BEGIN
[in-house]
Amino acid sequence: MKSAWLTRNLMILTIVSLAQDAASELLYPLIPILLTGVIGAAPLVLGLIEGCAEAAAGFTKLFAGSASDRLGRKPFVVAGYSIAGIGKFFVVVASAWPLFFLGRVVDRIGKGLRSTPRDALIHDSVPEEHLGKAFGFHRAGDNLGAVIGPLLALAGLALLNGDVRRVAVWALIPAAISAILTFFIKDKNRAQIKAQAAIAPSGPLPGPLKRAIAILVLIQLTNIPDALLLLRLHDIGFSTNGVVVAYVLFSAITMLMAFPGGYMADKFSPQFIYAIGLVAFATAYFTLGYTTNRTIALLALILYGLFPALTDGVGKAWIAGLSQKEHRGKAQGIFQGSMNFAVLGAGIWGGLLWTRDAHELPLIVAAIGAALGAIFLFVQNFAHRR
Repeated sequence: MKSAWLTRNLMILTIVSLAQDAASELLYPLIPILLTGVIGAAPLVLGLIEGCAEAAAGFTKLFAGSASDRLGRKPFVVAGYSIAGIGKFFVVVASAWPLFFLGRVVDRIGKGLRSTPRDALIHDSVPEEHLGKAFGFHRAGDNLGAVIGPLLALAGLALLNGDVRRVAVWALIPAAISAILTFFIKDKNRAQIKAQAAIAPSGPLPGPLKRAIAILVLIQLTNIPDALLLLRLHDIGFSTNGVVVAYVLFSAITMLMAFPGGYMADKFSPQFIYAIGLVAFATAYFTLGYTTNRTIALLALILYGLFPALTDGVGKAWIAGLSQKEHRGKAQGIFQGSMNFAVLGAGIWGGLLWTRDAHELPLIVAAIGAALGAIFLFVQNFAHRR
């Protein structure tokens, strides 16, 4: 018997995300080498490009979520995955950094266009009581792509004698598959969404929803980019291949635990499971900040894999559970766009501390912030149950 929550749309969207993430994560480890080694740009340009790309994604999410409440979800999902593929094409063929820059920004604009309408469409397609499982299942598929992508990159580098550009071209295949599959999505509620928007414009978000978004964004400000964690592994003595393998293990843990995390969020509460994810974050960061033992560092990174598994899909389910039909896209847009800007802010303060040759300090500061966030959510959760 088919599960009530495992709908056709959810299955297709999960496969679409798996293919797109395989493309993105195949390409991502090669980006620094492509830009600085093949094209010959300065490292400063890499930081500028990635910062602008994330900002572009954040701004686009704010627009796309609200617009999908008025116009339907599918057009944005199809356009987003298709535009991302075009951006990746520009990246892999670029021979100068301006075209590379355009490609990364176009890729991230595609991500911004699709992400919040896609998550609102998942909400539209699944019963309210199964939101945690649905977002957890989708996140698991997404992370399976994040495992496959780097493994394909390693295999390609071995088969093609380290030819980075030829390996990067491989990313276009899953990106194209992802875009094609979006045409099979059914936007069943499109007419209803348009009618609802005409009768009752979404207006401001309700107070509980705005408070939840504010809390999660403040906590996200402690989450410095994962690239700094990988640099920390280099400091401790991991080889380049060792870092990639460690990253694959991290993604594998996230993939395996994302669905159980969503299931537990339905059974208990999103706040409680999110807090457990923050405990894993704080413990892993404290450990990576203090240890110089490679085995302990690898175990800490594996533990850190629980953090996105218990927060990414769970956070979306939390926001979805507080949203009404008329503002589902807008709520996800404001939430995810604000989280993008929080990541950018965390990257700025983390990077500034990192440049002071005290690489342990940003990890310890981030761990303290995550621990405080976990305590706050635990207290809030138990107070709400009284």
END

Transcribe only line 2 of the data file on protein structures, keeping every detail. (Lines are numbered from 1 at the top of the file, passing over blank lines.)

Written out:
Amino acid sequence: MKSAWLTRNLMILTIVSLAQDAASELLYPLIPILLTGVIGAAPLVLGLIEGCAEAAAGFTKLFAGSASDRLGRKPFVVAGYSIAGIGKFFVVVASAWPLFFLGRVVDRIGKGLRSTPRDALIHDSVPEEHLGKAFGFHRAGDNLGAVIGPLLALAGLALLNGDVRRVAVWALIPAAISAILTFFIKDKNRAQIKAQAAIAPSGPLPGPLKRAIAILVLIQLTNIPDALLLLRLHDIGFSTNGVVVAYVLFSAITMLMAFPGGYMADKFSPQFIYAIGLVAFATAYFTLGYTTNRTIALLALILYGLFPALTDGVGKAWIAGLSQKEHRGKAQGIFQGSMNFAVLGAGIWGGLLWTRDAHELPLIVAAIGAALGAIFLFVQNFAHRR